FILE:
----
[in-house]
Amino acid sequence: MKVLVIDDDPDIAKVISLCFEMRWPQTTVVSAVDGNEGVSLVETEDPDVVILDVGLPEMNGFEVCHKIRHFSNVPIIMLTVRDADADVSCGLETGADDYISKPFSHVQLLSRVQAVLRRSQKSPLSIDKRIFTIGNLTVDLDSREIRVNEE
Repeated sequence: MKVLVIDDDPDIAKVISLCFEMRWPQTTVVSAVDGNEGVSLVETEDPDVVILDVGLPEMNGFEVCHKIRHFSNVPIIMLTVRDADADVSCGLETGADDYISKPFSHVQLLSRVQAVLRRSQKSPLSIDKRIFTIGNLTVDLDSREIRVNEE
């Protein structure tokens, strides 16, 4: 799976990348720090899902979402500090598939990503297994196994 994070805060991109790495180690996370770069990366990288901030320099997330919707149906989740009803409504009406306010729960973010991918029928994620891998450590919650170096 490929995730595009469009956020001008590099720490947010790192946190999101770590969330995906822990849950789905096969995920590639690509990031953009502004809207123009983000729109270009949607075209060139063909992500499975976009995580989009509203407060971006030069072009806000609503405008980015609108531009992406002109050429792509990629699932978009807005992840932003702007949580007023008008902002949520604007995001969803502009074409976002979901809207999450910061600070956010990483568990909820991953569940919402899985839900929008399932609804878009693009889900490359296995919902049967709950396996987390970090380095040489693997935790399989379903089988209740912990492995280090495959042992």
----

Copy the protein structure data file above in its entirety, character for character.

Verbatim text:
[in-house]
Amino acid sequence: MKVLVIDDDPDIAKVISLCFEMRWPQTTVVSAVDGNEGVSLVETEDPDVVILDVGLPEMNGFEVCHKIRHFSNVPIIMLTVRDADADVSCGLETGADDYISKPFSHVQLLSRVQAVLRRSQKSPLSIDKRIFTIGNLTVDLDSREIRVNEE
Repeated sequence: MKVLVIDDDPDIAKVISLCFEMRWPQTTVVSAVDGNEGVSLVETEDPDVVILDVGLPEMNGFEVCHKIRHFSNVPIIMLTVRDADADVSCGLETGADDYISKPFSHVQLLSRVQAVLRRSQKSPLSIDKRIFTIGNLTVDLDSREIRVNEE
């Protein structure tokens, strides 16, 4: 799976990348720090899902979402500090598939990503297994196994 994070805060991109790495180690996370770069990366990288901030320099997330919707149906989740009803409504009406306010729960973010991918029928994620891998450590919650170096 490929995730595009469009956020001008590099720490947010790192946190999101770590969330995906822990849950789905096969995920590639690509990031953009502004809207123009983000729109270009949607075209060139063909992500499975976009995580989009509203407060971006030069072009806000609503405008980015609108531009992406002109050429792509990629699932978009807005992840932003702007949580007023008008902002949520604007995001969803502009074409976002979901809207999450910061600070956010990483568990909820991953569940919402899985839900929008399932609804878009693009889900490359296995919902049967709950396996987390970090380095040489693997935790399989379903089988209740912990492995280090495959042992």